National Parks in India
Guindy National Park information
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Guindy National Park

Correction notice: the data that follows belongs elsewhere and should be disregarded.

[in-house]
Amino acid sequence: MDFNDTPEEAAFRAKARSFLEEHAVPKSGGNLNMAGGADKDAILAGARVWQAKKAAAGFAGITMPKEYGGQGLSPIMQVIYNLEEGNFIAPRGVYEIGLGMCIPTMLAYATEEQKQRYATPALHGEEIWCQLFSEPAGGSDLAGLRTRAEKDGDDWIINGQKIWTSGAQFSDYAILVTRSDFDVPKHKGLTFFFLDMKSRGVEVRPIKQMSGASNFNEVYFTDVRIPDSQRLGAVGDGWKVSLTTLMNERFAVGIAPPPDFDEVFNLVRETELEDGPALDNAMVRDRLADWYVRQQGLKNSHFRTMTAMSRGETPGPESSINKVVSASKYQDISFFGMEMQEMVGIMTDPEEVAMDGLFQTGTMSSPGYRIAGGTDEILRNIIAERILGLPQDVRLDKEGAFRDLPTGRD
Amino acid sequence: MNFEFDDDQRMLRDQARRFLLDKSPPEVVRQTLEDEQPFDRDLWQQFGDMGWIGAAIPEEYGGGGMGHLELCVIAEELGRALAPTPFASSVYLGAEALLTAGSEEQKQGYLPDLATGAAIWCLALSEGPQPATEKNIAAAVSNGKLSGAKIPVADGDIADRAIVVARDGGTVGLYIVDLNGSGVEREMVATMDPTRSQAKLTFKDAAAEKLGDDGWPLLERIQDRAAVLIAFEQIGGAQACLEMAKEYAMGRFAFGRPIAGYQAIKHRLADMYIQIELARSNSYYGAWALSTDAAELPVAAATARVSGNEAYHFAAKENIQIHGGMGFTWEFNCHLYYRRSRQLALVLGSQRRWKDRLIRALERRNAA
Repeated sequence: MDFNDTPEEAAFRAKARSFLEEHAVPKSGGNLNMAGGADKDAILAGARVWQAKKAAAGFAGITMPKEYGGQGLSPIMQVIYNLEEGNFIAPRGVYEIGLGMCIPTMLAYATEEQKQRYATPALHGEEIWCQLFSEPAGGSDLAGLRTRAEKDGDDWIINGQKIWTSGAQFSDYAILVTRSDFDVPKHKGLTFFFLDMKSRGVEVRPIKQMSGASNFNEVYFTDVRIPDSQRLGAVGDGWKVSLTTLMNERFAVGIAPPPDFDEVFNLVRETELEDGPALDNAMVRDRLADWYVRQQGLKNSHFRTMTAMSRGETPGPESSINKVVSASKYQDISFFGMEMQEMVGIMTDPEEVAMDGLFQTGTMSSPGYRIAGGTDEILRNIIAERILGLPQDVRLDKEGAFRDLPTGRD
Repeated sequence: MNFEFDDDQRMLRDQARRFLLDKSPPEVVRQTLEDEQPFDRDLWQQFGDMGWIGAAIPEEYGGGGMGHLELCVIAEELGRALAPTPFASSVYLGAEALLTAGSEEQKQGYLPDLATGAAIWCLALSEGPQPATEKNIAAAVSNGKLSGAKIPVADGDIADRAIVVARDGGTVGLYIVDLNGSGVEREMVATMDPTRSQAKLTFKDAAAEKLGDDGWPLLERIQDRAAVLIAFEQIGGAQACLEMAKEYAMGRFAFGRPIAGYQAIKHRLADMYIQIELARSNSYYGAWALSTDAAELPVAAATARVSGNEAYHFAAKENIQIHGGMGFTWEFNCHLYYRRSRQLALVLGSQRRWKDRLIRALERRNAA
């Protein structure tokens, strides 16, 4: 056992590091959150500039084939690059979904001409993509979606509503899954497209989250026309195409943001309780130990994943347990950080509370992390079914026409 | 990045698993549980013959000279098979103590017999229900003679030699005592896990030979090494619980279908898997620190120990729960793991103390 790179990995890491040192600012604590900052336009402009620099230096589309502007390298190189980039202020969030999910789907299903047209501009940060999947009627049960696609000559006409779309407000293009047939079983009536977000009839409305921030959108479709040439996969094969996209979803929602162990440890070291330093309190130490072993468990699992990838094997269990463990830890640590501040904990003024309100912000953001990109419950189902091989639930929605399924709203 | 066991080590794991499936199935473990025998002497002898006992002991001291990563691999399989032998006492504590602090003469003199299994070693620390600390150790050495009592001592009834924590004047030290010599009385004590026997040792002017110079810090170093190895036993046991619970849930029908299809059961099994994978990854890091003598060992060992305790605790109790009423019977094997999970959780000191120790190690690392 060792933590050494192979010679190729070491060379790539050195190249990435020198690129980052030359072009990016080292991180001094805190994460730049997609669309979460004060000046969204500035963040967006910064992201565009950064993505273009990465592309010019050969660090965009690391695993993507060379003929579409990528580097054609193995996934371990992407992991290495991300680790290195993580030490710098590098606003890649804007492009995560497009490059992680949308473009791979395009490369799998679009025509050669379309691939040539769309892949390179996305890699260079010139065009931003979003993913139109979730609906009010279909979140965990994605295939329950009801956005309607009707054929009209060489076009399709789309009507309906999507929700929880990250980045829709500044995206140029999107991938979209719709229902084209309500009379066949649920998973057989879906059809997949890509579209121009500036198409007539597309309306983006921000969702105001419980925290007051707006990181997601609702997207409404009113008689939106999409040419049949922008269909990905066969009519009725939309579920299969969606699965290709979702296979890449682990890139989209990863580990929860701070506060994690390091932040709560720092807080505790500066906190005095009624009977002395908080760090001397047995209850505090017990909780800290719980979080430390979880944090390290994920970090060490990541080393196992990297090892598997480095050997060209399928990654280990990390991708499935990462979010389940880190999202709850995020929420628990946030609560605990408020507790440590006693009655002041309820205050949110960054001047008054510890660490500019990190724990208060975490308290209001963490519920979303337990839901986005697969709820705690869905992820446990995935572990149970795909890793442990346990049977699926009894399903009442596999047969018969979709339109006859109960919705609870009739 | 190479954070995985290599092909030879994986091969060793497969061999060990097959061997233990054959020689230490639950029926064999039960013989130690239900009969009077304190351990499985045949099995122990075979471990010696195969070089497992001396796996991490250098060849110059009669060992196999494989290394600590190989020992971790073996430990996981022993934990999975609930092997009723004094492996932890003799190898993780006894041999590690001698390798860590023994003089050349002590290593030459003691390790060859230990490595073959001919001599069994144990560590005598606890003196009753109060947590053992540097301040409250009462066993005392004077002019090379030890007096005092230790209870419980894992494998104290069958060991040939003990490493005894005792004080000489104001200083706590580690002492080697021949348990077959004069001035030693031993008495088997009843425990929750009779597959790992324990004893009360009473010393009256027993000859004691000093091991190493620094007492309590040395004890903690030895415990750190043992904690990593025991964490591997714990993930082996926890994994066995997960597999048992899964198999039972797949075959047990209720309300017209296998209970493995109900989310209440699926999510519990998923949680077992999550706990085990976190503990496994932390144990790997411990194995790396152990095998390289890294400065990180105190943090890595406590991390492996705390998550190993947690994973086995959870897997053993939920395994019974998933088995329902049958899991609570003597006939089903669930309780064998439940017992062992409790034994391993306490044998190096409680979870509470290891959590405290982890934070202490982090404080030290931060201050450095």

Guindy National Park is a 2.70 km2 (1.04 sq mi) Protected area of Tamil Nadu, located in Chennai, South India, is the 8th smallest National Park of India and one of the very few national parks situated inside a city. The park is an extension of the grounds surrounding Raj Bhavan, formerly known as the 'Guindy Lodge', the official residence of the Governor of Tamil Nadu, India. It extends deep inside the governor's estate, enclosing beautiful forests, scrub lands, lakes and streams. The park has a role in both ex-situ and in-situ conservation and is home to 400 blackbucks, 2,000 spotted deers, 24 jackals, a wide variety of snakes, geckos, tortoises and over 130 species of birds, 14 species of mammals, over 60 species of butterflies and spiders each, a wealth of different invertebrates—grasshoppers, ants, termites, crabs, snails, slugs, scorpions, mites, earthworms, millipedes, and the like. These are free-ranging fauna and live with the minimal of interference from human beings. The only major management activity is protection as in any other in-situ conservation area. The park attracts more than 700,000 visitors every year. Once covering an area of 5 km2 (1.93 sq mi) of one of the last remnants of tropical dry evergreen forest of the Coromandel Coast, Guindy Park was originally a game reserve. In the early 1670s, a garden space was carved out of the Guindy forest and a residence called the Guindy Lodge was built by Governor William Langhorne (1672–1678), which had helped make St Thomas Mount a salubrious place for rest and recreation. The remaining of the forest area was owned by a British citizen named Gilbert Rodericks from whom it was purchased by the government in 1821 for a sum of ₹ 35,000. The original area of 505 ha was established as a Reserve Forest in 1910. Chital (spotted deer) were introduced into the park probably after 1945. Between 1961 and 1977, about 172 ha of the forest, primarily from the Raj Bhavan, was transferred to various government departments in order to build educational institutions and memorials. In 1958, a portion of the forest area was transferred to the Union Education Ministry for establishing the Indian Institute of Technology, Madras. In the same year, another portion of the land was transferred to the Forest Department for creating the Guindy Deer Park and Children's Park at the instance of the then prime minister of India, Jawaharlal Nehru. Memorials for Rajaji and Kamaraj were built in 1974 and 1975, respectively, from parcels of land acquired from the Raj Bhavan. In 1977, the forest area was transferred to the Tamil Nadu Forest Department. In 1978, the whole of the remaining area, popularly known then as the Guindy Deer Park, was declared a national park. It was walled off from the adjacent Raj Bhavan and Indian Institute of Technology Madras Campus in the late 1980s. The park has a dry evergreen scrub and thorn forest, grasslands and water bodies with over 350 species of plants including shrubs, climbers, herbs and grasses and over 24 variety of trees, including the sugar-apple, Atlantia monophylla, wood-apple, and neem. This flora provides an ideal habitat for over 150 species of birds. About one-sixth of the park has been left as open grassland to preserve that habitat for blackbucks. Though both the species of blackbuck and spotted deer have their natural habitat in grassland, the spotted deer prefer bushes and can adjust in land covered with shrubbery.


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